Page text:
Things might get tricky over the next few days. This was part of an article in Roll Call. The idea is that the House and Senate “hot line” bills toward the end of a legislative session, and they are all voted on by unanimous consent. However, if one senator objects, the Senate must go through complicated and time consuming procedural votes requiring a 60 vote super majority.
So what’s going on exactly?
Sen. Jim DeMint warned his colleagues Monday night that he would place a hold on all legislation that has not been “hot-lined” by the chamber or has not been cleared by his office before the close of business Tuesday. […]
Traditionally, the Senate passes noncontroversial measures by unanimous consent at the end of most workdays, a process known as hot-lining. DeMint, Sen. Tom Coburn (R-Okla.) and others have fought against the practice for years and have dedicated staff members to reviewing bills that are to be hot-lined.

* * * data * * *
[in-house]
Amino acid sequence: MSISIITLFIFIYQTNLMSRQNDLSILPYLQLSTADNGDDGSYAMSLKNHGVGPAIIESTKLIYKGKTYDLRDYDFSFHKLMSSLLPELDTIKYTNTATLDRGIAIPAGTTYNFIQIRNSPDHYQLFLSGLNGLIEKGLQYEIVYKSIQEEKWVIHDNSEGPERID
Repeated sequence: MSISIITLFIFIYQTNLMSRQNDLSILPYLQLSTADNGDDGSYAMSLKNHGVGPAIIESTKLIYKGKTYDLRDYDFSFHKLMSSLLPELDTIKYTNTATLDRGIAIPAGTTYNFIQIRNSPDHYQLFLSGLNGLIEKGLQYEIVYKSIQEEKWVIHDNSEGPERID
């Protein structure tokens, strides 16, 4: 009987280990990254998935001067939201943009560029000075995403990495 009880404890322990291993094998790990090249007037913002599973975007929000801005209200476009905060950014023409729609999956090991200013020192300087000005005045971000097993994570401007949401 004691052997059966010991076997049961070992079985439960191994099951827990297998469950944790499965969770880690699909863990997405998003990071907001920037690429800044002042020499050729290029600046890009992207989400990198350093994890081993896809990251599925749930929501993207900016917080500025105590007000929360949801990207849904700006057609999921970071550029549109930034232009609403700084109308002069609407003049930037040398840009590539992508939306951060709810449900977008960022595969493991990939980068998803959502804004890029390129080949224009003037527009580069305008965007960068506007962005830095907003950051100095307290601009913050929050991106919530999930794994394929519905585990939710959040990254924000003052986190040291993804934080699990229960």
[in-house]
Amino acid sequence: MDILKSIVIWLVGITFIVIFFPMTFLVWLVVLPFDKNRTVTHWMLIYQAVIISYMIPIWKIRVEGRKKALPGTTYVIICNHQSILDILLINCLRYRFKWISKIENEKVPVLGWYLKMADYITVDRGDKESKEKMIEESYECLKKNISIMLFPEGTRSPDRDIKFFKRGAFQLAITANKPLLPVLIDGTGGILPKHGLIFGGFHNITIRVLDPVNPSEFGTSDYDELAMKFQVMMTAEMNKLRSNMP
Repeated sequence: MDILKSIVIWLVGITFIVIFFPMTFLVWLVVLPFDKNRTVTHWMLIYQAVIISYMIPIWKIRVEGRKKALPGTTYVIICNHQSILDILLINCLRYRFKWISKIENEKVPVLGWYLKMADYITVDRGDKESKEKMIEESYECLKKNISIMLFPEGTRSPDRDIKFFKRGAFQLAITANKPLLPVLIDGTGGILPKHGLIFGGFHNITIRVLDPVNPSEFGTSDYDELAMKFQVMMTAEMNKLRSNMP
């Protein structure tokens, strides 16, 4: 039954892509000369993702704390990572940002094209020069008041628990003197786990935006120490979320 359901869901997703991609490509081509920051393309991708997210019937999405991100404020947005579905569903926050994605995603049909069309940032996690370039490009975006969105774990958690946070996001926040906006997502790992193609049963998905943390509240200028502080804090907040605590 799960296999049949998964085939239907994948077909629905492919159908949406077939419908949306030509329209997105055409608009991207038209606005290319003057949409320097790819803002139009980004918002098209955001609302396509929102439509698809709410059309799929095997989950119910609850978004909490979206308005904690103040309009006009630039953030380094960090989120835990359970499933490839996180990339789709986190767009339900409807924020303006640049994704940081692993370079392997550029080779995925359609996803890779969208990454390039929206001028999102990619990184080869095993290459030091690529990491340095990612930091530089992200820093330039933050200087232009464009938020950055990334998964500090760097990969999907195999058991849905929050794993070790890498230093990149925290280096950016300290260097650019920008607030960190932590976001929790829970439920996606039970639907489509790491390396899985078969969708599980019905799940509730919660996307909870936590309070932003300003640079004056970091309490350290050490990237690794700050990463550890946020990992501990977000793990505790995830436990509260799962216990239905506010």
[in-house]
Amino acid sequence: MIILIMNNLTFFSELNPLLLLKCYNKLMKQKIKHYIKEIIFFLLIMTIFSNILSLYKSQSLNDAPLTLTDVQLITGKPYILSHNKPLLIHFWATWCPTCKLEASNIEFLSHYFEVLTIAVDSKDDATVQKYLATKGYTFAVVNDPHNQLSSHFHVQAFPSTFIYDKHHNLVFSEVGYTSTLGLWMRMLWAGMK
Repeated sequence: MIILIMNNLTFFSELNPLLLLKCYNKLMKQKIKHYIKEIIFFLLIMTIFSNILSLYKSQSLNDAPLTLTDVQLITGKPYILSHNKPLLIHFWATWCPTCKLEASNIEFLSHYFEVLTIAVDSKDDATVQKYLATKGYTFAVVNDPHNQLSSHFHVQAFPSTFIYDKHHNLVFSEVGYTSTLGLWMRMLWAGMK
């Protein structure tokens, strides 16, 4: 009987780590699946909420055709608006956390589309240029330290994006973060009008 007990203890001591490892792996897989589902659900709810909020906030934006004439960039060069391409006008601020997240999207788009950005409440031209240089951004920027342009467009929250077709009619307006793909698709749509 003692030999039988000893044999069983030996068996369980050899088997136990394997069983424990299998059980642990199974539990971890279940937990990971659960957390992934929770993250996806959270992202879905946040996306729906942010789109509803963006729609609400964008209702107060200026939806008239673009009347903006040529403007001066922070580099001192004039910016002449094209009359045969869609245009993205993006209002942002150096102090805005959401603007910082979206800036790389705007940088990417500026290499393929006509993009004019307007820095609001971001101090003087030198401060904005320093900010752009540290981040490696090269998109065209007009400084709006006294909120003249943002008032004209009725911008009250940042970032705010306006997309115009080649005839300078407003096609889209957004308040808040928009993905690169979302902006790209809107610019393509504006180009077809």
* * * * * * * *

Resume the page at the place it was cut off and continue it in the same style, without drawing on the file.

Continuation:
As a result, Senate Majority Leader Harry Reid (D-Nev.) and Minority Leader Mitch McConnell (R-Ky.) have generally given DeMint, Coburn and others time to review legislation before proceeding with unanimous consent agreements.
But in a terse e-mail sent to all 100 Senate chiefs of staff Monday evening, Steering Committee Chief of Staff Bret Bernhardt warned that DeMint would place a hold on any legislation that had not been hot-lined or been cleared by his office before the close of business Tuesday.
But what does this mean for the federal worker? Well, the Senate is set to consider a continuing resolution to keep the government funded past Sept. 30 and into the next year. But an objection by DeMint could halt that process, and either cause a delay in passing the CR until past the Sept. 30 deadline or allow DeMint to attach conditions that he finds more favorable.
Hang on, it could be a bumpy ride.